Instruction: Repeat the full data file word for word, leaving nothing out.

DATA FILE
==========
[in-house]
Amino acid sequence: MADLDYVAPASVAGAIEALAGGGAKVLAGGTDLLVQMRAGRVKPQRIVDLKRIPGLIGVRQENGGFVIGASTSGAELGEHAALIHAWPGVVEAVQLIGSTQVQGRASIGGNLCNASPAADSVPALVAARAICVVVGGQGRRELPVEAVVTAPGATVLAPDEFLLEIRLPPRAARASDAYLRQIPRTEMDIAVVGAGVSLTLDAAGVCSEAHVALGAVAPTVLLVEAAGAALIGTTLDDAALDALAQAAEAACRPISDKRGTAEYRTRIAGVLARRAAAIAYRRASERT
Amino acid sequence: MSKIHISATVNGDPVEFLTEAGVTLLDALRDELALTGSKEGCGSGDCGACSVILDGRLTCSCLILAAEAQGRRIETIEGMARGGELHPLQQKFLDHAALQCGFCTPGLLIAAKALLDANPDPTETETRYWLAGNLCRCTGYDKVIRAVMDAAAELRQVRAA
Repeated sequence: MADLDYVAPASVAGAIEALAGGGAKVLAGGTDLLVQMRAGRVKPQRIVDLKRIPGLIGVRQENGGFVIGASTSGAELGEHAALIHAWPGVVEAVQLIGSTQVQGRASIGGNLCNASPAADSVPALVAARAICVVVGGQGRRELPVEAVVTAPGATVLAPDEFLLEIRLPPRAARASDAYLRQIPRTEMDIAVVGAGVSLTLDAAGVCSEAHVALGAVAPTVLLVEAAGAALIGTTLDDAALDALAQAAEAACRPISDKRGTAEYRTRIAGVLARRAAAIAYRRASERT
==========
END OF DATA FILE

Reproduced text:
[in-house]
Amino acid sequence: MADLDYVAPASVAGAIEALAGGGAKVLAGGTDLLVQMRAGRVKPQRIVDLKRIPGLIGVRQENGGFVIGASTSGAELGEHAALIHAWPGVVEAVQLIGSTQVQGRASIGGNLCNASPAADSVPALVAARAICVVVGGQGRRELPVEAVVTAPGATVLAPDEFLLEIRLPPRAARASDAYLRQIPRTEMDIAVVGAGVSLTLDAAGVCSEAHVALGAVAPTVLLVEAAGAALIGTTLDDAALDALAQAAEAACRPISDKRGTAEYRTRIAGVLARRAAAIAYRRASERT
Amino acid sequence: MSKIHISATVNGDPVEFLTEAGVTLLDALRDELALTGSKEGCGSGDCGACSVILDGRLTCSCLILAAEAQGRRIETIEGMARGGELHPLQQKFLDHAALQCGFCTPGLLIAAKALLDANPDPTETETRYWLAGNLCRCTGYDKVIRAVMDAAAELRQVRAA
Repeated sequence: MADLDYVAPASVAGAIEALAGGGAKVLAGGTDLLVQMRAGRVKPQRIVDLKRIPGLIGVRQENGGFVIGASTSGAELGEHAALIHAWPGVVEAVQLIGSTQVQGRASIGGNLCNASPAADSVPALVAARAICVVVGGQGRRELPVEAVVTAPGATVLAPDEFLLEIRLPPRAARASDAYLRQIPRTEMDIAVVGAGVSLTLDAAGVCSEAHVALGAVAPTVLLVEAAGAALIGTTLDDAALDALAQAAEAACRPISDKRGTAEYRTRIAGVLARRAAAIAYRRASERT